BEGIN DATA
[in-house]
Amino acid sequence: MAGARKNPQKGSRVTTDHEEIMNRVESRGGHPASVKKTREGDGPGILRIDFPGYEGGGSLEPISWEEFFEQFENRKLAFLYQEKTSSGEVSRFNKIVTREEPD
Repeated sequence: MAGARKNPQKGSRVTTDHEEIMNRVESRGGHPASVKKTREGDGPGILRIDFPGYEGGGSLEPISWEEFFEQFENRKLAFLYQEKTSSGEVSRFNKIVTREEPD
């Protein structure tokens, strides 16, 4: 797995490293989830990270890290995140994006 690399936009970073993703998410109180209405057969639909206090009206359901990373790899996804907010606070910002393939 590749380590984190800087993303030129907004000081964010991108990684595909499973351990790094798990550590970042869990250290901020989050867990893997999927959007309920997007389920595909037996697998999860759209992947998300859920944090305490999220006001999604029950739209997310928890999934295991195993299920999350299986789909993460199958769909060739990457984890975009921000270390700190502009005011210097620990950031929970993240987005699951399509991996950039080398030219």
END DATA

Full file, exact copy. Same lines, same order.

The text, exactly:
[in-house]
Amino acid sequence: MAGARKNPQKGSRVTTDHEEIMNRVESRGGHPASVKKTREGDGPGILRIDFPGYEGGGSLEPISWEEFFEQFENRKLAFLYQEKTSSGEVSRFNKIVTREEPD
Repeated sequence: MAGARKNPQKGSRVTTDHEEIMNRVESRGGHPASVKKTREGDGPGILRIDFPGYEGGGSLEPISWEEFFEQFENRKLAFLYQEKTSSGEVSRFNKIVTREEPD
């Protein structure tokens, strides 16, 4: 797995490293989830990270890290995140994006 690399936009970073993703998410109180209405057969639909206090009206359901990373790899996804907010606070910002393939 590749380590984190800087993303030129907004000081964010991108990684595909499973351990790094798990550590970042869990250290901020989050867990893997999927959007309920997007389920595909037996697998999860759209992947998300859920944090305490999220006001999604029950739209997310928890999934295991195993299920999350299986789909993460199958769909060739990457984890975009921000270390700190502009005011210097620990950031929970993240987005699951399509991996950039080398030219």